All of this means the costs of everything that is needed to make food, including ingredients, raw materials and energy have increased. Given the time lag involved in changing production costs experienced by producers feeding through to consumers, it is likely that retail food prices will remain elevated throughout 2023. 

Food and drink companies are doing everything they can to contain inflation and to limit price rises for hard-pressed households. Energy accounts for a significant proportion of business costs, so the extension of the UK government’s support package is a valuable lifeline.

We continue to engage constructively with the government and have set out low cost and high impact measures that we think can help curb inflationary pressures, in particular by ensuring the government’s planned regulatory activities avoid introducing further unnecessary costs that would further impact UK manufacturers.

  • What is the biggest driver of food and drink retail price inflation?

Over the past 20 years agricultural prices have doubled, due to weather and climate conditions, as well as the price pressures of global supply and demand. During the same period, food and drink manufacturers have worked hard to keep costs and prices down. This has been through managing currency risks, investing in technology and streamlining the way food is transported, stored and distributed. As a result, prices have only increased by half even as agricultural prices have doubled.

In a highly competitive retail environment, major retailers have significant market power to place downward pressure on wholesale prices, meaning the profit margins for many food and drink manufacturers have remained tight, particularly among small and medium sized enterprises (SMEs). Manufacturers may not have always liked this situation, but consumers have benefited through competitively priced food.

Food and drink production costs are not limited to agricultural raw materials but will also include labour, energy, packaging and transportation. In a fast-moving consumer environment, food and drink manufacturers invest heavily in research and development (R&D) and their brands to address changing consumer needs. The cost of a finished product will therefore vary depending upon the level of added value, whether it is labour or capital intensive, or requires more or less energy.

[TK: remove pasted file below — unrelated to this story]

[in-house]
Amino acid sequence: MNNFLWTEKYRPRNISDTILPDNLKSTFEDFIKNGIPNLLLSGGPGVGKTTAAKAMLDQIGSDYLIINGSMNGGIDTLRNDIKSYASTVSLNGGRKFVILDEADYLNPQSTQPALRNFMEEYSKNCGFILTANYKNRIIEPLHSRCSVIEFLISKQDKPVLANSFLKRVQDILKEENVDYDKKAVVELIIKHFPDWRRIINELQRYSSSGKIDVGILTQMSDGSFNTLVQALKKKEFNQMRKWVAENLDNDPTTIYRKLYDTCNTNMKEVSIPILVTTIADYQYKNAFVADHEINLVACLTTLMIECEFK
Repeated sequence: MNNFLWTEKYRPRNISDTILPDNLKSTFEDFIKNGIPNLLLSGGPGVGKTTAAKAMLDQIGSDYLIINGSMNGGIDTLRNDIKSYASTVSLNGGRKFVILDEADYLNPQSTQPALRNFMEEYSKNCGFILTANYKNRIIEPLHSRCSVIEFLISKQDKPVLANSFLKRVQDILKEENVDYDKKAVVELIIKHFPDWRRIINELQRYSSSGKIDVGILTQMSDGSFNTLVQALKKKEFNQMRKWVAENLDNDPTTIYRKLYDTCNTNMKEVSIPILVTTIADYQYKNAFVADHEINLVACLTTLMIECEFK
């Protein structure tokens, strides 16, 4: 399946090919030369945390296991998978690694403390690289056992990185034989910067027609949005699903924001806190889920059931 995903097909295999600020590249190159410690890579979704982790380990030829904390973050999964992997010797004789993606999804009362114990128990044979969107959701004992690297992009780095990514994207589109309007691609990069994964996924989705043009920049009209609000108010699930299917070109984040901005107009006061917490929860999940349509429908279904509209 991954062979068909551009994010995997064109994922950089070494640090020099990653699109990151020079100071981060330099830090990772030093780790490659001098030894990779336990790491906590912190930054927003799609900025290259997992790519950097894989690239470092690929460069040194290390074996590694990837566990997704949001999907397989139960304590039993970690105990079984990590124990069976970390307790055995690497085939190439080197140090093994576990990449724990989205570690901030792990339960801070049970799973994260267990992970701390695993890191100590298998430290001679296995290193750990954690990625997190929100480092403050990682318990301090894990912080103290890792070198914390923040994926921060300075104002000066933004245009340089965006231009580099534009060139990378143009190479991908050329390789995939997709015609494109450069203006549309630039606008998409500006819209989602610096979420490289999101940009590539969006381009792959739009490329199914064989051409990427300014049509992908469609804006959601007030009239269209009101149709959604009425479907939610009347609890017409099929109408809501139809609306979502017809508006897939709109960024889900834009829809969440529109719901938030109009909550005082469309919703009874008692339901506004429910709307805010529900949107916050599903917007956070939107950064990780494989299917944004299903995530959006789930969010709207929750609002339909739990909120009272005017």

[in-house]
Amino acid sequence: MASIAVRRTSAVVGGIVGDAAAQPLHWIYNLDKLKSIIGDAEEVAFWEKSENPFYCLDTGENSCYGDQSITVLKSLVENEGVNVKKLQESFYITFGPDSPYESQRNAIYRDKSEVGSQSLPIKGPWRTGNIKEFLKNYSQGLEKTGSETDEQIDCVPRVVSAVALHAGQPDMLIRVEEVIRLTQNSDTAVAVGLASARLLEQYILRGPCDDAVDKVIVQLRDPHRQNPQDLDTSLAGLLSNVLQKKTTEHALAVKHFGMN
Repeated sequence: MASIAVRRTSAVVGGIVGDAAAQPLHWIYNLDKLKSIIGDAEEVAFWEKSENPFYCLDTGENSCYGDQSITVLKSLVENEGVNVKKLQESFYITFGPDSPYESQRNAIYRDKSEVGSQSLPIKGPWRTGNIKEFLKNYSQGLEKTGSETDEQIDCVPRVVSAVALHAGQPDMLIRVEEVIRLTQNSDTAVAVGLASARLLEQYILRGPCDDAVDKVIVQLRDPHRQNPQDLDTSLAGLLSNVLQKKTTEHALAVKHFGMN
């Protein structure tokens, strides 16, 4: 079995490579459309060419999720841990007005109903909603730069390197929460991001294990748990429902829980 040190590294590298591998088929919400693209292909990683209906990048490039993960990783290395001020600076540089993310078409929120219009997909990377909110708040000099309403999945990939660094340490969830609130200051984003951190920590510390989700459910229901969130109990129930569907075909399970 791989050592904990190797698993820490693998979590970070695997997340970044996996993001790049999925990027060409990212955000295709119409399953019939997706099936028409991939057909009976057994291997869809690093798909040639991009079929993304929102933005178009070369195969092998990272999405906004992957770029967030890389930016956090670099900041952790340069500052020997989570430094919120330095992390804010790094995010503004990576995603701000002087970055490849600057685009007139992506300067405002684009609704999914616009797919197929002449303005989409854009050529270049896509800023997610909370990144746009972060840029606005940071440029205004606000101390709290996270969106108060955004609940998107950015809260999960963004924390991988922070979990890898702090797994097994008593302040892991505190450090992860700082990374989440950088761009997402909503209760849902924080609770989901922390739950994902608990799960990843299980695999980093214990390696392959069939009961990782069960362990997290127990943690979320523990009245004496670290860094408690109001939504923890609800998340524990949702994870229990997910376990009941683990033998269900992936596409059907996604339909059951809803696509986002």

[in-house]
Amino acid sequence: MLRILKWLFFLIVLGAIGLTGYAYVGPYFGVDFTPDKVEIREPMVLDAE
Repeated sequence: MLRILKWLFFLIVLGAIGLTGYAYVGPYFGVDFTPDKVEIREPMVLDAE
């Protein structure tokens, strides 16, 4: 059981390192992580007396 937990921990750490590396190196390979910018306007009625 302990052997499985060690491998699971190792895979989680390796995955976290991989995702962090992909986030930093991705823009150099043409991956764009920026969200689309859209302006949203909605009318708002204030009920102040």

Energy prices have been soaring since the summer of 2021. Many food manufacturing processes are gas-intensive and spiralling energy prices have left many businesses vulnerable. Additionally, food and drink manufacturers are facing big rises in standing charges and being asked for sizable security deposits to guarantee supply.

  • Why are increasing food and drink retail prices hitting the poorest households hardest?

In the late 1970s, more than a quarter of total household expenditure went to food and drink. This had fallen to an average of 11% by 2019. However, this does not mean that food is equally affordable for all. The poorest fifth of the population by contrast spend over a third more of their household income on food and drink. As such, increased retail prices will disproportionately impact lower income households.

Rising inflation means the average UK household is spending more of their budget on food and drink, alongside rising energy bills, transportation costs, rents or monthly mortgage payments.

While all families have seen a marked increase in how much they spend, the pressures are weighing most heavily on the poorest households, leaving them with invidious choices between heating and eating. The 10% of the UK population on the lowest incomes spent approximately 18% of their disposable income on food and non-alcoholic drink in 2020-21, up from 14% in the previous year, whereas the wealthiest spent 12%. With current food and drink inflation rates accelerating upwards, it can be assumed these figures will have deteriorated further.